Filling out your 2018 Colorado ballot? Here’s a cheat sheet.

A ballot going into a ballot box in Colorado (Photo by Alex Burness)

Election Day is Nov. 6. Are you one of the millions of eligible Colorado voters yet to return a ballot?

If so, you can always refer to the voter guide we put together in partnership with the League of Women Voters of Colorado. It has quick-hitter info on ballot measures plus about 100 races and 230 candidates across the state.

We’ve also been hard at work the past couple months taking closer looks at the big questions and people Colorado voters are evaluating this year. Here’s a handy list of all the articles, explainers and profiles we’ve written on this year’s ballot issues and candidates:

Governor’s race

We spent weeks digging into the lives and careers of Democrat Jared Polis and Republican Walker Stapleton. Get to know them both:

Plus: Where Colorado’s candidates for governor stand on some of this year’s big ballot questions

Statewide races

Ballot measures

Did you know Colorado has the longest ballot in the country this year?

Here, we go over the basics of all 13 statewide measures: The big questions on your ballot

We also have longer stories on many of those 13 measures:

You may find some of these ballot measures awfully difficult to parse. You’re not crazy: Experts say voters may need 22 years of schooling to comprehend the average Colorado ballot measure.


We have a feature called Ask The Indy that readers can use to submit whatever questions may be on their minds. More than any other topic this election, readers are asking us about judges — Which should be retained? Which should be voted out? Are judges’ party affiliations known? Where can voters learn about how judges have performed?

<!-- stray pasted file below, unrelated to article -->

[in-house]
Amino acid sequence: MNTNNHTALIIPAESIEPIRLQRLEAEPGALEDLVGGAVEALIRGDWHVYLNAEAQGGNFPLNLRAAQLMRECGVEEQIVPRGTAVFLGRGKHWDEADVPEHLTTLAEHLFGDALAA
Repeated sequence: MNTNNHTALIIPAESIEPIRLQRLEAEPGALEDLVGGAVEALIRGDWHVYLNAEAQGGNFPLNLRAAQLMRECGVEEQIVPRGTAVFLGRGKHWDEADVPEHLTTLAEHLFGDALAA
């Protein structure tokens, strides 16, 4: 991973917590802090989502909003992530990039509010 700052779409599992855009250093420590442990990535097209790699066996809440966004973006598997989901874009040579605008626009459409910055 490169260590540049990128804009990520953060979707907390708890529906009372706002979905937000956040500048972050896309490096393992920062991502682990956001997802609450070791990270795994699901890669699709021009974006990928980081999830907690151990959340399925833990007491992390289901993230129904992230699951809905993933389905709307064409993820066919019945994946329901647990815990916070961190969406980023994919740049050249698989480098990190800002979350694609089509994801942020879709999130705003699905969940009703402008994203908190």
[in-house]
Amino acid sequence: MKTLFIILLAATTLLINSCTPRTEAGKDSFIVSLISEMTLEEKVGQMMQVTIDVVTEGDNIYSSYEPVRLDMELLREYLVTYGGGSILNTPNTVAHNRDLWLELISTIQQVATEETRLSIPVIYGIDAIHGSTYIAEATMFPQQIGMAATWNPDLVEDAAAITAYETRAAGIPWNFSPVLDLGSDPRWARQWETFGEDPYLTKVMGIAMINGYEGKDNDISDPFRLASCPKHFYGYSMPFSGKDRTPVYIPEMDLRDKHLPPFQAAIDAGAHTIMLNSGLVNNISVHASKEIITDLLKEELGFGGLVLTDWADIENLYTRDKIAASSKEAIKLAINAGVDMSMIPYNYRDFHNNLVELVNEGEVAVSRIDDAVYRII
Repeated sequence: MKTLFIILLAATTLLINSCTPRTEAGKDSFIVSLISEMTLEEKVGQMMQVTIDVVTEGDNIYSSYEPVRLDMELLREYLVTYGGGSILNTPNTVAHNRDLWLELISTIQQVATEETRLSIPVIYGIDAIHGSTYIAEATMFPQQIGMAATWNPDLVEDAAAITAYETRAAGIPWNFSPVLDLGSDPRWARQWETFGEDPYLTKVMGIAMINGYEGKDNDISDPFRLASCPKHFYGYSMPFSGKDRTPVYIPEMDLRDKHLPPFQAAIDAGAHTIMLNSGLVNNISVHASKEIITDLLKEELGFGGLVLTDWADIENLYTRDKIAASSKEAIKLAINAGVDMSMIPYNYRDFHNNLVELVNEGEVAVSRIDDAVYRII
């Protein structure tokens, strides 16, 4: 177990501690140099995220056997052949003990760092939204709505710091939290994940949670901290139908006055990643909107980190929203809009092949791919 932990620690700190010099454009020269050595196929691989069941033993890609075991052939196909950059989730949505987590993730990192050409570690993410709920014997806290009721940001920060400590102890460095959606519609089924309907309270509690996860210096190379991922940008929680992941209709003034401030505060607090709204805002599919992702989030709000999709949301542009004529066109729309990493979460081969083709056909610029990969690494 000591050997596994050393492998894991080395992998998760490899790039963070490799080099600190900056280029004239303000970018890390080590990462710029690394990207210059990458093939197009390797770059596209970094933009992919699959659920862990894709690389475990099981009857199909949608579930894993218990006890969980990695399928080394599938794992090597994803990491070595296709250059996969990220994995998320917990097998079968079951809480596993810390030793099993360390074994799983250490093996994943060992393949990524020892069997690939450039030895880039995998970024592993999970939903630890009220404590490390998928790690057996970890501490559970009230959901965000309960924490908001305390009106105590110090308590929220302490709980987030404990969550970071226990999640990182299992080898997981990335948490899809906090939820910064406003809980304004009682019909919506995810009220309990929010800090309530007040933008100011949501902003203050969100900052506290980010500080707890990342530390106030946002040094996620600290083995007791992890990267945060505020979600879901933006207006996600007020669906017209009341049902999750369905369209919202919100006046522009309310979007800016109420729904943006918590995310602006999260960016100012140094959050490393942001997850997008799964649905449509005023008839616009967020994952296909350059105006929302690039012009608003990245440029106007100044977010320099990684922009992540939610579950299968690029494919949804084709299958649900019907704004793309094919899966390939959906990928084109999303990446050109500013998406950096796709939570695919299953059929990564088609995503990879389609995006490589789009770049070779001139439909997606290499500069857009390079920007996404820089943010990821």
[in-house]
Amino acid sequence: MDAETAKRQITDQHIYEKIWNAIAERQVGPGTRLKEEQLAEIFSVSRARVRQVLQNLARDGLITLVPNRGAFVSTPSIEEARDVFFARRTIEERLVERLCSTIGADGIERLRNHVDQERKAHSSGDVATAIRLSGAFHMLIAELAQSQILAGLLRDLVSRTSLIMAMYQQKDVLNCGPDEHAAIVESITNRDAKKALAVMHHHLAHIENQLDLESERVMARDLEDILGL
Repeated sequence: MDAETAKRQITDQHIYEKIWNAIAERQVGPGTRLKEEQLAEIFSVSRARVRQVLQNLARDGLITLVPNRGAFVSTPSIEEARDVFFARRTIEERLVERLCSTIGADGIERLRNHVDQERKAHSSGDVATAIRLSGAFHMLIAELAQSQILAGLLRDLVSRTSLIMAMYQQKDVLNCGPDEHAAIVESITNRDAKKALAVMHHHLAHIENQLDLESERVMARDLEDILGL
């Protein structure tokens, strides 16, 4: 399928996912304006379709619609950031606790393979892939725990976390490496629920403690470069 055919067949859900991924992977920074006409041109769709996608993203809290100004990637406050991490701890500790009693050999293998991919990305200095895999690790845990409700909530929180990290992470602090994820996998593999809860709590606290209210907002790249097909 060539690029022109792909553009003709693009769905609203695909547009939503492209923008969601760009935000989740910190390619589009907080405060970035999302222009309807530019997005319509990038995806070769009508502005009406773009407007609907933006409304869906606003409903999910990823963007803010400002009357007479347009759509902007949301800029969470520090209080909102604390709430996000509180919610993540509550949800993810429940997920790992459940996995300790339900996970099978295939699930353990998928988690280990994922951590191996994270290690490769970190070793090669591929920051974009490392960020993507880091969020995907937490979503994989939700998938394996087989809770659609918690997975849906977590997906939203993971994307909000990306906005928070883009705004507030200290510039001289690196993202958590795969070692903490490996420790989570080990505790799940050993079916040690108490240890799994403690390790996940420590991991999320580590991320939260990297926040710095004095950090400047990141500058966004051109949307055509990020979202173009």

So: Let’s talk about all those judges on your Colorado ballot.

If you’re wondering about judges’ political affiliations, we’ve got a story on that, too.

State Legislature

Which party will have control of Colorado’s Capitol after Election Day? It’s a safe bet that Democrats will retain control of the House, but the Senate — currently an 18-17 GOP majority — is up for grabs. Whether or not it flips will almost certainly come down to these key races:

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The Colorado Independent is a statewide online news source operating in a time when spin is plentiful, but factual, fair and unflinching news in the public interest is all too rare. Our award-winning team of veteran investigative and explanatory reporters and news columnists aims to amplify the voices of Coloradans whose stories are unheard, shine light on the relationships between people, power and policy, and hold public officials to account. We strive to report the news with context, social conscience, and soul, and to give Coloradans the insight they need to promote conversation, understanding and progress in this square, swing state we call home.


  1. Easy guide.
    Vote for the Dimocrat in every case.
    Vote yes on the letters.
    Vote no on everything else as the ballot has too many words.

  2. I can’t tell from text whether or not that is supposed to come across as sarcastic or not, but I hope it was. Critical thinking is in short supply these days, and I wish more people had an understanding of what they’re voting for. Though I admit, if one doesn’t understand the bill they are deciding on, they should either look into it, or vote to keep the status quo. I’d love it if ballots came with multiple choice questionnaires that would prevent the uninformed from being counted on topics they don’t know enough about.

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